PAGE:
How have you spread the message of your platform/advocacy?
A majority of my advocacy is done in two spheres. The first is social media and blogging which allows me to contribute to a larger dialogue happening on platforms with tremendous visibility and multiple perspectives. Writing has always been a source of freedom for me. When I feel passionately about something I automatically want to start writing about it. Putting my thoughts to paper not only gives me clarity on what I am feeling, but also allows me to put them together cohesively to share with others. The second sphere is through individual human connection and dialogue. Meeting with people in environments where we can learn from each other as human beings with a different set of experiences and insight to contribute. This is my favorite kind of advocacy because it allows me to treat it as what I believe it should be: an everyday conversation that holds tremendous power.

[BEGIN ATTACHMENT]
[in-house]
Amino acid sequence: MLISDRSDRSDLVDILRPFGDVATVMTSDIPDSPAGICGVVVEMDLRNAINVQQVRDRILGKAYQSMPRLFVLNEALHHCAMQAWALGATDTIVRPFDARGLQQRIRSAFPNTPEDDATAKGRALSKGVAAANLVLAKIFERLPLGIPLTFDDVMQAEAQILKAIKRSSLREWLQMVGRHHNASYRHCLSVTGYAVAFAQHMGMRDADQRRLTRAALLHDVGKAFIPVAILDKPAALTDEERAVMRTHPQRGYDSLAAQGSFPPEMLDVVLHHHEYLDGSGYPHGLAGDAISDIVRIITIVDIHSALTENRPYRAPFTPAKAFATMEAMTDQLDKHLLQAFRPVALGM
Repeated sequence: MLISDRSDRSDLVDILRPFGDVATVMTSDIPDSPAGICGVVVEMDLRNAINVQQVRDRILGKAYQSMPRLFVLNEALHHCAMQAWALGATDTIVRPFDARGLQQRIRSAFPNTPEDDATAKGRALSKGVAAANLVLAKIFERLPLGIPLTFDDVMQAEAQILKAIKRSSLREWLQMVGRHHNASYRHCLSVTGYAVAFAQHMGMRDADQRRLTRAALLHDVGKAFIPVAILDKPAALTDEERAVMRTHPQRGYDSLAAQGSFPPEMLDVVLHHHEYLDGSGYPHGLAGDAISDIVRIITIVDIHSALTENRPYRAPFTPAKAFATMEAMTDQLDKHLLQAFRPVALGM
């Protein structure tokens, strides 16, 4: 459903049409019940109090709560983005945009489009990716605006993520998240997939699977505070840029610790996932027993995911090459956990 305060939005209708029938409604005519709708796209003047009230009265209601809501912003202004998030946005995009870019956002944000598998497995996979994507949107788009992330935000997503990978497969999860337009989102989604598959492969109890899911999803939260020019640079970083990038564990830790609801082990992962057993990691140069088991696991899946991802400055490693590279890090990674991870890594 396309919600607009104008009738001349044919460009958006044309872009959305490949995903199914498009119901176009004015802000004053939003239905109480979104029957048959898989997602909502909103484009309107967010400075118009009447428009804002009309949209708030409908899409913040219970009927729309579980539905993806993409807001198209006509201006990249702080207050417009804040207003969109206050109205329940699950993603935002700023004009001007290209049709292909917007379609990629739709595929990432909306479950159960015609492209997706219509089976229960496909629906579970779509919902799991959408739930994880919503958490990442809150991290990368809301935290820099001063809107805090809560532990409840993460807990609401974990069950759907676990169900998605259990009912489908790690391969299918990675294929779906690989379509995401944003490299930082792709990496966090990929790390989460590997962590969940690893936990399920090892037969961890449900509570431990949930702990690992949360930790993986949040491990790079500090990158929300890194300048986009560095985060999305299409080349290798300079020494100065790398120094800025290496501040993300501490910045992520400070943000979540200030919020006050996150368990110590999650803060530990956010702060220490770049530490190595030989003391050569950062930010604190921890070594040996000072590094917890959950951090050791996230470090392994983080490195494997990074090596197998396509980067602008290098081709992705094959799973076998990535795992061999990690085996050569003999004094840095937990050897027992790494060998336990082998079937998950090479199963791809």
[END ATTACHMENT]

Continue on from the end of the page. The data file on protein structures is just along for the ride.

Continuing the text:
What do you hope to accomplish with the AFI Military Spouse of the Year® title?
MSOY is a chance to bring more people to the table to contribute to the needed dialogues that are happening right now. Conversations about mental health, military healthcare availability, disability needs, accessibility for special needs families need more voices and points of view. The more personal experiences we hear about, the better chance we have of finding unique approaches to take to encourage positive change. It all starts with truly listening to people when they voice their concerns, and remembering that true problem solving often requires a uniquely creative approach. I do enjoy public speaking and would definitely love the opportunity to share my story, as well as the pieces of wisdom I've learned from others along the way. But getting to hear from more people about their personal journeys would be the most worthwhile thing because I truly believe we can learn so much from listening to and connecting with others.